Business Irish

Thursday 19 October 2017

PUNT: Surprise? Lenders who aren't playing by the rules

WHISKEY and oil entrepreneur John Teeling was a moneylender, using the proceeds of a small family lending business to fund his college education.

No doubt Mr Teeling will be interested in a report out yesterday from the Central Bank about the moneylender sector today.

Moneylenders, who are legally allowed to charge up to 180pc for short-term loans, are giving cash-strapped consumers new loans before they have paid off existing ones, a probe by the Central Bank has found.

It is estimated that more than 100,000 heavily indebted people are being forced to use legal moneylenders in order to obtain lending as other financial institutions continue to turn them away.

The new inspection by Central Bank officials of nine of the 42 licensed moneylenders in the State has found that most are observing regulatory rules.

Head of consumer protection at the bank Bernard Sheridan said he was concerned about multiple loans being issued to consumers by moneylenders.

As if those people in the Central Bank have not got enough to worry about, the issue of moneylenders comes back into the frame.

But then who can really disparage moneylenders when our own banks have destroyed so much private wealth, overloaded consumers with unsustainable debt and brought the country to the brink of collapse?

Maybe bankers could tell people they are meeting for the first time that they are moneylenders instead of owning up to being bankers.

Etihad sets out its stall as Dublin-Abu Dhabi route tops 1m seats

Etihad boss James Hogan has just been doing the annual rounds with financial institutions in New York and London.

"As part of our briefings we are speaking to institutions from many markets offering diverse products and solutions, so that they know what's on offer and so that we can explain our business and finance strategy in this phase of Etihad Airways' rapid and sustained growth," he says.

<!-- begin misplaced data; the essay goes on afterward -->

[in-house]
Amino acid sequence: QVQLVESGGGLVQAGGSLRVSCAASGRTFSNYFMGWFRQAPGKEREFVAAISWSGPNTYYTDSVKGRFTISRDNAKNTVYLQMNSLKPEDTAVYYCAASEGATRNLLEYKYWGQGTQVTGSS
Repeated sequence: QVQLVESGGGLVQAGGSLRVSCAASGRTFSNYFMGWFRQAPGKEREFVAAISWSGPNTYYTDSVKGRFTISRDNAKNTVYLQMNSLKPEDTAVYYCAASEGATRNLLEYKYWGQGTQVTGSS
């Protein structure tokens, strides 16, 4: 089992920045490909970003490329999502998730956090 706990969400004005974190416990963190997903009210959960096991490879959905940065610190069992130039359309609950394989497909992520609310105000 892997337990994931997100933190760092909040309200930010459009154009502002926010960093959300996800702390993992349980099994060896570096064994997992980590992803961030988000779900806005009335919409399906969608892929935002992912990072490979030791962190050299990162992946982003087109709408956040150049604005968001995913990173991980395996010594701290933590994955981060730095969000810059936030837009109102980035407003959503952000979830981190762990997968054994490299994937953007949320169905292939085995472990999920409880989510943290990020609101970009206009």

It's almost hard to believe that its Dublin-Abu Dhabi route remains the 10th busiest service in Etihad's network.

It was launched in 2007 just as the economy here was headed down the toilet. But just recently, the route surpassed the one million passengers carried mark.

Alacoque O'Connor from Athlone, Co Roscommon, was the lucky traveller in case you're wondering. With an 85pc load factor, the route is profitable. In fact, so enamoured is Etihad with Ireland (it owns just under 3pc of Aer Lingus) that it's also boosting capacity by 34pc on the Dublin route from July.

That could be a challenge to fill, however. Dubai-based rival Emirates launched its service between Dublin and the Gulf emirate last year and increased capacity in May.

While it has been pleased with the performance so far, it said it will take about another year before a clearer picture of profitability emerges.

However, within a year, it had carried 220,000 passengers between the two cities, underlining how popular the Gulf has become as a route to Australia and the Far East.

Dalton flying high as new Shannon Airport director

Dublin-based Pat Dalton has been appointed a director at newly independent Shannon Airport.

According to his filing with the Companies Office Mr Dalton is also a director of A1 Metal Recycling, but that doesn't mean Shannon is heading for the scrapyard.

Dalton's main day job is as chief financial officer of One 51, where he also sits on the board of directors – indeed he sits there alongside Rose Hynes. She happens to chair the board at Shannon, so there'll be at least one friendly face to greet Pat in Clare.

Rose Hynes is also chairman of the board at Bord Gais, where she has been a director since 2006.

By funny coincidence Pat Dalton was chief financial officer at Bord Gais until 2006 – when he left to join Menolly Properties.

Shannon-siders will be pleased to note that Pat is no stranger to the aviation industry.

He worked for GPA Group and its successor from 1992 until 2002

He is a non-executive director of the Irish Aviation Authority.

Rose Hynes's roots in the aviation sector go just as deep – in 1990 she was also at GPA as a member of the management team in GPA Group plc.

Irish Independent

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